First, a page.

Pet’s quality of life drives owner decision-making in emergency situations
Veterinarians conducted a study of 132 cases seen at the Cornell University Hospital for Animals (CUHA) emergency room to better understand how pet owners make decisions when their dogs need emergency care due to nontraumatic hemoabdomen — bleeding in the abdomen without a known cause. Their results showed that the pet’s quality of life was the most important factor to owners when it came to deciding between surgery, palliative care or euthanasia.
The study, published in the Journal of the American Veterinary Medical Association, was led by first author Jenna Menard, D.V.M. ’23, who was a veterinary student working in the hospital at the time. Menard partnered with Skylar Sylvester ’14, D.V.M. ’18, assistant clinical professor in the Section of Medical Oncology, and Daniel Lopez ’12, D.V.M. ’16, assistant clinical professor in the Section of Small Animal Surgery.
The results were unexpected, said Sylvester. “We thought that cost-benefit, such as finances and potential for a cancer diagnosis, would be the most important factors, but we found that quality of life was the primary driver of decision-making among owners,” she said.
The authors hope that this study will help guide conversations between veterinarians and owners as well as inform veterinary students about how to have difficult conversations — particularly around the challenges of hemoabdomen cases. Such cases are fairly common; according to the study, the hospital saw on average 60 cases a year over seven years.
“As a new graduate veterinarian, I know I will use this information to face what is often a daunting and emotional situation for both owners and veterinarians, and I hope others can do the same,” Menard said.
When dogs are suffering from nontraumatic hemoabdomen, about 25% of the time, the bleeding is due to disease that can be addressed with surgery alone. In the other 75% of cases, however, it is a cancerous tumor causing the spleen to bleed. While surgery can often stop the bleeding, it cannot cure the cancer. There’s currently no way to know which category the animal falls into without surgery. Consequently, there are many factors for an owner to consider when faced with this situation.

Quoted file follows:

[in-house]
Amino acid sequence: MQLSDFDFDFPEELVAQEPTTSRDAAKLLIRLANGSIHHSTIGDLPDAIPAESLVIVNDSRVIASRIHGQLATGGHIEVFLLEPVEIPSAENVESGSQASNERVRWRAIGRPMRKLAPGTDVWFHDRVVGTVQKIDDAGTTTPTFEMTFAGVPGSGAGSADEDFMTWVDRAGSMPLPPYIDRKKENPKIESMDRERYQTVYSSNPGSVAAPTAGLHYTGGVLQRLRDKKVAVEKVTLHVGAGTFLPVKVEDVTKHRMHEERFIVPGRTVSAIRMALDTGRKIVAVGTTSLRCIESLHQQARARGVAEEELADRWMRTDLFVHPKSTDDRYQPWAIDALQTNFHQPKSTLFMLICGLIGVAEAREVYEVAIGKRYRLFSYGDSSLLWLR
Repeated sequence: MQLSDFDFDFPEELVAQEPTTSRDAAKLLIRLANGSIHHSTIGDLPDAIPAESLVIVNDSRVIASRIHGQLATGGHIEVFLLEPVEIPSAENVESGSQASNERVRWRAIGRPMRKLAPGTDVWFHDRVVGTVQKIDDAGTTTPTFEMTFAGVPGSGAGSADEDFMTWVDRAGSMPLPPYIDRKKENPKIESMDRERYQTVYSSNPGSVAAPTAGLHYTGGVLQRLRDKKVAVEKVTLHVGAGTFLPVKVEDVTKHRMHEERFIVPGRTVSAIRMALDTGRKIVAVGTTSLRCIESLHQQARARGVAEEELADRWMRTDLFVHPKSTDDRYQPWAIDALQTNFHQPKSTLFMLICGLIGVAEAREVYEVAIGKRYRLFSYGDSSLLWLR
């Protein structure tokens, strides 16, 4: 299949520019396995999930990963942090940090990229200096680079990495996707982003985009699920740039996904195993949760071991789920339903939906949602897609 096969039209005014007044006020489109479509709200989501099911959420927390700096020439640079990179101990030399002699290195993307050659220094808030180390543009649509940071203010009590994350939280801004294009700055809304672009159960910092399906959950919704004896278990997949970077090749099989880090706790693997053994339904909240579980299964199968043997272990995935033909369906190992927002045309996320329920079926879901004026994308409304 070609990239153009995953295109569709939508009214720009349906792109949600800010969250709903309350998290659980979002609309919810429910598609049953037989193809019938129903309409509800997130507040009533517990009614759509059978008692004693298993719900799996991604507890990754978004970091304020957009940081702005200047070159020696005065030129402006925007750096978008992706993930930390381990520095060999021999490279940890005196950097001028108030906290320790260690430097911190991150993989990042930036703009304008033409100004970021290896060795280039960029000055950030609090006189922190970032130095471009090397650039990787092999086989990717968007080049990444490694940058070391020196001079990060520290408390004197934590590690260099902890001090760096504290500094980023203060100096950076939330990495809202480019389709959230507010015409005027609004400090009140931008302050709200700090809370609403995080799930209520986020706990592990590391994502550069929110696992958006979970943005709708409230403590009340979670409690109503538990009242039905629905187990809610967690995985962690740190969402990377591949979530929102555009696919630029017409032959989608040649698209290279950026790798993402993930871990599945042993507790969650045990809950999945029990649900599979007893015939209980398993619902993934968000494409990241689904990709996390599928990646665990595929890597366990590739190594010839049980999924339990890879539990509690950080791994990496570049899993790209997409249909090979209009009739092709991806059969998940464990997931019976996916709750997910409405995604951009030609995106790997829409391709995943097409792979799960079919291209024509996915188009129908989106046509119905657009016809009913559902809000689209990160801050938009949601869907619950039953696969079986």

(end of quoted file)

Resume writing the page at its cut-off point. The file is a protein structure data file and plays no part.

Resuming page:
In addition to quality of life being weighted the highest, the authors found that owners also considered the risk of malignant cancer with a poor prognosis as well as the estimated time remaining with their pets. Financial considerations were among the least important. Moreover, owners in the study perceived that the quality of life was better on average for dogs who underwent surgery compared to those discharged with palliative care.
“We wanted to compile evidence-based data to inform owners what to expect following surgery to help them determine if they are putting their dog through too much,” said Lopez, who also completed a residency in small animal surgery at Cornell. “The data says, in most cases, you are helping these dogs return to a good quality of life, even if that time is limited because of an underlying cancer with a poor long-term prognosis. However, complications can occur that challenge this average, and it remains important to inform our owners about all possible outcomes, not just the average.”
The results of the study have sparked another line of inquiry for Sylvester, who is continuing to work on identifying better treatment options for dogs with splenic hemangiosarcoma, the most common malignant cancer causing hemoabdomen, as well working to develop a blood test to detect hemangiosarcoma. Sylvester, who works in medical oncology at Cornell, where she also completed her residency, is collaborating with Dr. Roy Cohen, research assistant professor at the Baker Institute for Animal Health, and Dr. Scott Coonrod, the Judy Wilpon Professor of Cancer Biology, to develop a diagnostic test for canine hemangiosarcoma using microRNA biomarkers, small pieces of genetic material typically present in the blood stream of cancer patients. This research is funded by the Cornell Richard P. Riney Canine Health Center.
“The goal is to one day be able to diagnose this disease with a bedside blood test,” Sylvester said. This will give owners an additional piece of information to help guide their care decisions if faced with the difficult situation of their dog having a hemoabdomen.
For now, the results of the team’s hemoabdomen study will give both veterinarians and owners more information to make the best choice for their dog.
“When we tell owners this [hemoabdomen] diagnosis, it’s emotionally distressing,” Lopez said. “They will often ask, ‘What would you do if it were your dog?’ Now we have some data to say, here’s how owners who made this decision before felt about their choice.”
Written by Sheri Hall and Melanie Greaver Cordova